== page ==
Golf: Surging Perry wins again
By Andrew Seligman
SILVIS, Ill. ó He never wanted to be the star, the main attraction, but Kenny Perry will have no choice if this continues. The guy who merely wanted to win enough to make the Ryder Cup team is now racking up victories at a rapid pace.
“I don’t want to live in a fishbowl,” he said. “I don’t want Tiger status.”
He’s got a ways to go to get there, but he is attracting more attention than ever before.
Perry beat Brad Adamonis and Jay Williamson in a one-hole playoff to win the John Deere Classic and escape with his third victory in five starts after bogeying the 18th hole Sunday.
Perry had a one-stroke lead at 17-under through 17 only to lose it thanks to some poor shots from the fringe on the final hole of regulation. He and Williamson were off the course when Adamonis, the PGA Tour’s oldest rookie at 35, missed an 18-foot putt for birdie that would have won it in regulation and given him his first victory.
The ball stopped 3 feet short and Adamonis was at 16-under 268 with the others. Perry, who was signing autographs, said he didn’t see the shot. He just heard the roar and knew he had to get back on the course.
While Adamonis and Williamson both hit approach shots into the pond on No. 18, Perry tapped in from 1 feet, 4 inches for par and the victory after his 24-footer stopped just short.
He picked the ball out of the cup and raised both arms, an ear-to-ear grin crossing his face.
He has reason to smile.
He collected $756,000 with his 12th victory and is enjoying the best stretch of his career at an age ó 47 ó when players are getting ready for the senior tour. A guy with apparently no aspirations to be the next Arnie or Jack suddenly is one of the hottest players on the tour.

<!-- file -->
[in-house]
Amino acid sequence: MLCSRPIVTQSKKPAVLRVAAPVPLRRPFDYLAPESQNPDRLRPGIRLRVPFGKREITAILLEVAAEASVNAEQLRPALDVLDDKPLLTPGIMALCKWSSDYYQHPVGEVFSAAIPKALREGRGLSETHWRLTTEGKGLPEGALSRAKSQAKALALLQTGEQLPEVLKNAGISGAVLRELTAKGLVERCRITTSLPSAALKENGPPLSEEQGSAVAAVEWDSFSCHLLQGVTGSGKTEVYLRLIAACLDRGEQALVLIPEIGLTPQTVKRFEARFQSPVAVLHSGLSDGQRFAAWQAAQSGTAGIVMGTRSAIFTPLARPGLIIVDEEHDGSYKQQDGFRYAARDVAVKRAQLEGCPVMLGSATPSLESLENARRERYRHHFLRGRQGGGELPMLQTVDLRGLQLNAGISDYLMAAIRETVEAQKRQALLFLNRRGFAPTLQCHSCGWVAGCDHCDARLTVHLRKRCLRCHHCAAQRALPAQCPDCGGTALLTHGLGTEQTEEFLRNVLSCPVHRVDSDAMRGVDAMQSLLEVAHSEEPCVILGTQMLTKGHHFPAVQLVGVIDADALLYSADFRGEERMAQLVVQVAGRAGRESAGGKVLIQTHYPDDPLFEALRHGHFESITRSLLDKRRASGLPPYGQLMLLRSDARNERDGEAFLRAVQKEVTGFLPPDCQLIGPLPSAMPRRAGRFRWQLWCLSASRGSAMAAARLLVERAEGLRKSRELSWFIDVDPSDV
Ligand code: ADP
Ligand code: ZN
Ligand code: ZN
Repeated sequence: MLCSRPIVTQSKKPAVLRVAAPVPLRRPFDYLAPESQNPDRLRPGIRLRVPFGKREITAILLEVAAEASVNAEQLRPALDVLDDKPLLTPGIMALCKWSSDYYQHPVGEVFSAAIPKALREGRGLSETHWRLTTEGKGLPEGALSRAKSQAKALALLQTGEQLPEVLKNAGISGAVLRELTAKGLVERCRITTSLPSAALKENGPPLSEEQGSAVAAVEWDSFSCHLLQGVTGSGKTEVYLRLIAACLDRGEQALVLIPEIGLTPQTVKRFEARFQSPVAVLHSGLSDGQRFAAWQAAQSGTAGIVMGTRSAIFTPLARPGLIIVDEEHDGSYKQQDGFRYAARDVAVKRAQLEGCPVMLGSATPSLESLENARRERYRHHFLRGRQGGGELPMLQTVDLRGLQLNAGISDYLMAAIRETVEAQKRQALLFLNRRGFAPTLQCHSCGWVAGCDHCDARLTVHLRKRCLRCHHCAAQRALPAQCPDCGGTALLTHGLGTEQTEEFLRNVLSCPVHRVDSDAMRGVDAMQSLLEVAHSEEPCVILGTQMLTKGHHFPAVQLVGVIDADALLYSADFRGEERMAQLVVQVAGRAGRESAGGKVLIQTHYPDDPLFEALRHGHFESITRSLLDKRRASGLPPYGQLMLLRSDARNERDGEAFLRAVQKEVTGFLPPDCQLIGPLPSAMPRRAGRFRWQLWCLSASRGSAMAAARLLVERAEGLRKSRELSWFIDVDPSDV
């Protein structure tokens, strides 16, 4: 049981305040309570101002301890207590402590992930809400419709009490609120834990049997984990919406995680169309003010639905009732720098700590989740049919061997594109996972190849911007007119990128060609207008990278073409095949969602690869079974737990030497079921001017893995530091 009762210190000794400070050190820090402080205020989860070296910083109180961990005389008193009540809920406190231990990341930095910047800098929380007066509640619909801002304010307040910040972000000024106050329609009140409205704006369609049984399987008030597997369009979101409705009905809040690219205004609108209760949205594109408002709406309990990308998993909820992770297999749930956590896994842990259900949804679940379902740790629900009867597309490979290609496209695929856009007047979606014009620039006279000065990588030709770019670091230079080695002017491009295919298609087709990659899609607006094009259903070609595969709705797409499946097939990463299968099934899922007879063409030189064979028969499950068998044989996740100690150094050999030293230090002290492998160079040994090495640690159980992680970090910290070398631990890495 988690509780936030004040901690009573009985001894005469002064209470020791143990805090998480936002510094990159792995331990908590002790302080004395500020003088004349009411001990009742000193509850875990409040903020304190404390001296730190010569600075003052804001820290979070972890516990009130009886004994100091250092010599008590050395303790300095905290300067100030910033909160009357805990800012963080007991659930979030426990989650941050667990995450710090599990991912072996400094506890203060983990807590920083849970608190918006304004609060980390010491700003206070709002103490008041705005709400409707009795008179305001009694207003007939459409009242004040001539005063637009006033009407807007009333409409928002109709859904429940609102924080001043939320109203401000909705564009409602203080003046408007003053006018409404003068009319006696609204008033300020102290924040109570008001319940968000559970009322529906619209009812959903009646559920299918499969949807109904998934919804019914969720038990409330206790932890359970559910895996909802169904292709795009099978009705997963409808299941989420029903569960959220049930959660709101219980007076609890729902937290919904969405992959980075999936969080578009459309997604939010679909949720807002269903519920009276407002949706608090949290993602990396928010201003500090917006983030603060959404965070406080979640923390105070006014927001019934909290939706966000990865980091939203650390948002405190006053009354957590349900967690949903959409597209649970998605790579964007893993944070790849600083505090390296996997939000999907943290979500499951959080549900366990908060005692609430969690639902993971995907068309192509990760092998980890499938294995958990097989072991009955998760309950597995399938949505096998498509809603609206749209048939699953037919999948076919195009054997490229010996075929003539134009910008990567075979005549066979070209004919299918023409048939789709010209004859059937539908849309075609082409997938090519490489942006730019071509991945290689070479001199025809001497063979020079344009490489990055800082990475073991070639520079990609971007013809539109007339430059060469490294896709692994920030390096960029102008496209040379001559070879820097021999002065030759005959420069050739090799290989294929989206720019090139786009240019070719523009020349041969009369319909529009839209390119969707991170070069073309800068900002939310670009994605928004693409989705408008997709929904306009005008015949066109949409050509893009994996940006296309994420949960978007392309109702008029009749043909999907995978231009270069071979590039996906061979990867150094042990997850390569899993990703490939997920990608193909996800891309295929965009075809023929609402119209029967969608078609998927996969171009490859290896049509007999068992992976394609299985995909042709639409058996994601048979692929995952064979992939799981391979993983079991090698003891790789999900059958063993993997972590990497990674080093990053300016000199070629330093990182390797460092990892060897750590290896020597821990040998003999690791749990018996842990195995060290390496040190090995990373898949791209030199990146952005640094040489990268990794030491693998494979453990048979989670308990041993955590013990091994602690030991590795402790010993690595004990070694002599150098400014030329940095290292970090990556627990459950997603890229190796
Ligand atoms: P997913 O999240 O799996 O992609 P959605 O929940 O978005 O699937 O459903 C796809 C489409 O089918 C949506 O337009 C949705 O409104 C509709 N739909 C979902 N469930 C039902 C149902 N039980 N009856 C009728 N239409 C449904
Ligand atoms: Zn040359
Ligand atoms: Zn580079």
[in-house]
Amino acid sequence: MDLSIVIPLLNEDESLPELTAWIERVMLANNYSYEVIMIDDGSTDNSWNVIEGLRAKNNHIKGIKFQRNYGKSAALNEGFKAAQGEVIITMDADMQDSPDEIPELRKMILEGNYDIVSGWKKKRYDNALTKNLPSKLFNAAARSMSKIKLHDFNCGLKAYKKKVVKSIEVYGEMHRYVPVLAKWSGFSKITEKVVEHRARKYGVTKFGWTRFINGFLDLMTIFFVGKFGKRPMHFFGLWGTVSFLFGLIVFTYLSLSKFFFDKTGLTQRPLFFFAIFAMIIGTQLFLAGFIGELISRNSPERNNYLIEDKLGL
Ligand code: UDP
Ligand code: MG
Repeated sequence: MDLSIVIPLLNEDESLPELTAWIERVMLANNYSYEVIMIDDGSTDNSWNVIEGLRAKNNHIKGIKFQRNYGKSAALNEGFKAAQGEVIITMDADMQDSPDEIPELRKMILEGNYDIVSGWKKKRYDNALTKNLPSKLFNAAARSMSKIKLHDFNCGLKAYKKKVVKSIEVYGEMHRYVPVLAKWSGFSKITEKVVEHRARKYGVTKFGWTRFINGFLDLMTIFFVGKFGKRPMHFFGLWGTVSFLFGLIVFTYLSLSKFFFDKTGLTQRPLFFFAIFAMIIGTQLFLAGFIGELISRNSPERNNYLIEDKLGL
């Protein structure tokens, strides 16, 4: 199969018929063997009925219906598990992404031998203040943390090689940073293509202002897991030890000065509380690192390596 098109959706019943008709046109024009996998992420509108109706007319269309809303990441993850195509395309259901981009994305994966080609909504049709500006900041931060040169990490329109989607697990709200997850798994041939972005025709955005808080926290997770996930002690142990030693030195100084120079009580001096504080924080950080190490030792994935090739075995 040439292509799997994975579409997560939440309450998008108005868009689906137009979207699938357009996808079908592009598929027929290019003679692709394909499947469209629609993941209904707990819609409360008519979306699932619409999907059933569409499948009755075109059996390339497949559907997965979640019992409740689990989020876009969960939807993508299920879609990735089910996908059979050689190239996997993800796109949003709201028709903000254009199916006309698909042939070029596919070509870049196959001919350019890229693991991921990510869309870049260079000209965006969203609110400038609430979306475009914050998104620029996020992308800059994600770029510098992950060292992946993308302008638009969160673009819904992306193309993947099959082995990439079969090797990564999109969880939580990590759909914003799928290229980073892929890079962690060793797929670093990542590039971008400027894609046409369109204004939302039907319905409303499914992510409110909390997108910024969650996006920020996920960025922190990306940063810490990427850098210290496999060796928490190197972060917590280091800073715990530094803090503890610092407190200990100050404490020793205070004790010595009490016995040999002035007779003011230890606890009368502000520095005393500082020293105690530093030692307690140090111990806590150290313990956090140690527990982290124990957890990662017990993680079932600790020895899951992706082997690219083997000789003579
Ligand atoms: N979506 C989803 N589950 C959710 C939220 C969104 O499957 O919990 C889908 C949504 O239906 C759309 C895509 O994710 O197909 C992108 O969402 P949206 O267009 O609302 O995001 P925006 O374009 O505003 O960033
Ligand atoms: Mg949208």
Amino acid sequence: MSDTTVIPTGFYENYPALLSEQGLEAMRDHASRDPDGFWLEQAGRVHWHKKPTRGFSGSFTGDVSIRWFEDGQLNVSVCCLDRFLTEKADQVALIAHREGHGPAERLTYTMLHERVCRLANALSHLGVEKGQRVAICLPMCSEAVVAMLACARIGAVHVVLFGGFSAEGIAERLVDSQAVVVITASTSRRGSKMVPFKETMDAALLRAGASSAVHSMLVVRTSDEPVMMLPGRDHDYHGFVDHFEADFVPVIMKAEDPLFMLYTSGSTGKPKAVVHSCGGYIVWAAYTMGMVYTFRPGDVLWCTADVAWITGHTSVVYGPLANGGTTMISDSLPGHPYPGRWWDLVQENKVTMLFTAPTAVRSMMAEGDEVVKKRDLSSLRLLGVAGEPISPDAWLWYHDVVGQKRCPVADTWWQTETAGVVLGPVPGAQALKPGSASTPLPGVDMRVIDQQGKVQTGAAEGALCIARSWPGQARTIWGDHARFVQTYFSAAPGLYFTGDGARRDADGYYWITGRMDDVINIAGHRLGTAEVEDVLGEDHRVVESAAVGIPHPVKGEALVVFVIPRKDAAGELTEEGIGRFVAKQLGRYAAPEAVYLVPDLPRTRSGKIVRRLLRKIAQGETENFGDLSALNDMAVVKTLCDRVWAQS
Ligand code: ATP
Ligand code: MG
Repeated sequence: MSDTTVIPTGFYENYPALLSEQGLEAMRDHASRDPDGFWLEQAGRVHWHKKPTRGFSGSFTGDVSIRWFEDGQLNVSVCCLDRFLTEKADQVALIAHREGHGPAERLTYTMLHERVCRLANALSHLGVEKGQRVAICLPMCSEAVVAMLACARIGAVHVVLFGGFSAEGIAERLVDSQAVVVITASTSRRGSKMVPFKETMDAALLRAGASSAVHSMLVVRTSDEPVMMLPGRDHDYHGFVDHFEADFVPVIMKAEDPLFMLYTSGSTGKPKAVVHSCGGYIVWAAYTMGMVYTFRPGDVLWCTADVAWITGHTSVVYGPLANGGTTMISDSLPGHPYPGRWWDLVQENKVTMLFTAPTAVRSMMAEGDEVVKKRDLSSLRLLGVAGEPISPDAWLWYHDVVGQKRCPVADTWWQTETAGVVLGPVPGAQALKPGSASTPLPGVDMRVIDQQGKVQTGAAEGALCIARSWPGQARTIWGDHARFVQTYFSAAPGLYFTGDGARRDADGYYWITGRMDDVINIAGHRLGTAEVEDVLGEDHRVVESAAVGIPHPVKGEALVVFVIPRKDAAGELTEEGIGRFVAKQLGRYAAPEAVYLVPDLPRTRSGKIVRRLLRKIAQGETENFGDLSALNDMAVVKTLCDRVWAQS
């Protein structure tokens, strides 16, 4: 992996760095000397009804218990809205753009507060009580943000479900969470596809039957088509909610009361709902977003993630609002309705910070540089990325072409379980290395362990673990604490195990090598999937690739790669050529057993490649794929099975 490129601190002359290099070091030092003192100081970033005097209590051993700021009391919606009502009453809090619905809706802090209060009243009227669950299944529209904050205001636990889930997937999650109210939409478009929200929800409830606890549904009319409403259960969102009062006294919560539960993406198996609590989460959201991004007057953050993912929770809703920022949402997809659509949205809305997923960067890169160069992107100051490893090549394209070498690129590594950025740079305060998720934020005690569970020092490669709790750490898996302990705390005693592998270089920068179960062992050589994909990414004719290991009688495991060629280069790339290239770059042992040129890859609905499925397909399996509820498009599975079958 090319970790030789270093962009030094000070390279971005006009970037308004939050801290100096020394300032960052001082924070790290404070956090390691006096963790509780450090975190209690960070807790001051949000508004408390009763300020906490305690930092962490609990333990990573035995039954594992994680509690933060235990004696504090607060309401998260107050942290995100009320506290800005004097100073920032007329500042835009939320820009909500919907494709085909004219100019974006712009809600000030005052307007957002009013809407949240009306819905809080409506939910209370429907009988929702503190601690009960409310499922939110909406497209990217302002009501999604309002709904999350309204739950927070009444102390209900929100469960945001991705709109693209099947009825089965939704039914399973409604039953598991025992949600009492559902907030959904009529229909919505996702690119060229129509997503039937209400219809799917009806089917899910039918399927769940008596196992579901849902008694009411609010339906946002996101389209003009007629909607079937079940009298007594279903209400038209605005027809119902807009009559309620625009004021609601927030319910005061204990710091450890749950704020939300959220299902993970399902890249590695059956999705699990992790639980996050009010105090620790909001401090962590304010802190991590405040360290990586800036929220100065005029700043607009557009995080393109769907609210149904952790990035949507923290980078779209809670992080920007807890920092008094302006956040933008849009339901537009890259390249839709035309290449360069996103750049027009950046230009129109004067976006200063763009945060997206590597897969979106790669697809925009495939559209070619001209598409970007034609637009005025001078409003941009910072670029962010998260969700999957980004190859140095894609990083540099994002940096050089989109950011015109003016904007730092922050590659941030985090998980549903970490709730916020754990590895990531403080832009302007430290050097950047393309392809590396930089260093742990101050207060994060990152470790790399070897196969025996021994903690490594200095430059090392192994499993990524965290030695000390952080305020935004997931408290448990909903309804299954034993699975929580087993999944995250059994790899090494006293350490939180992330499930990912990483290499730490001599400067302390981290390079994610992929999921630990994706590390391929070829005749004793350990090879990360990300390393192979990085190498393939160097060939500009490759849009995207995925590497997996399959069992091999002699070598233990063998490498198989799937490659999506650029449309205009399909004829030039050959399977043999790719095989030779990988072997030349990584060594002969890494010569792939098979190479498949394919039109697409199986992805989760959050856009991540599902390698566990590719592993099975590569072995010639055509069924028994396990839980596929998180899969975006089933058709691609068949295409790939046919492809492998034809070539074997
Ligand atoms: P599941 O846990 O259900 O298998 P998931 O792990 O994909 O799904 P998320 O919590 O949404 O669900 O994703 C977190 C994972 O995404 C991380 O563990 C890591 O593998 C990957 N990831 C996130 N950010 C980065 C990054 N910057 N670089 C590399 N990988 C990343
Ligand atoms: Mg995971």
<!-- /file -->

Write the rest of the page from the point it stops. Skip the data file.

“I told my dad I was going to make the PGA Tour and win a tournament,” he said. “My goal was never to be a superstar. I just wanted to make a living and support my kids.”
Perry (1-under 70), Adamonis (70) and Williamson (69) were one stroke ahead of Charlie Wi (69), Will MacKenzie (70) and Eric Axley (69) after 72 holes.
Williamson earned an invitation to the British Open and, unlike Perry, accepted it.
“To play the British Open, I don’t think that has quite sunk in yet,” Williamson said. “I am blinded by the playoff. To go play the British Open, I mean, I never thought that would happen to me.”
Now second behind Tiger Woods in the FedEx Cup standings, Perry might have been a threat there had he not decided to honor a commitment to play in the U.S. Bank Championship in Milwaukee instead. He’s focusing on the Ryder Cup and on playing courses he thinks suit his game.
The head honchos of this newspaper have been mighty good to me over the past 13 years. I’ve flown all... read more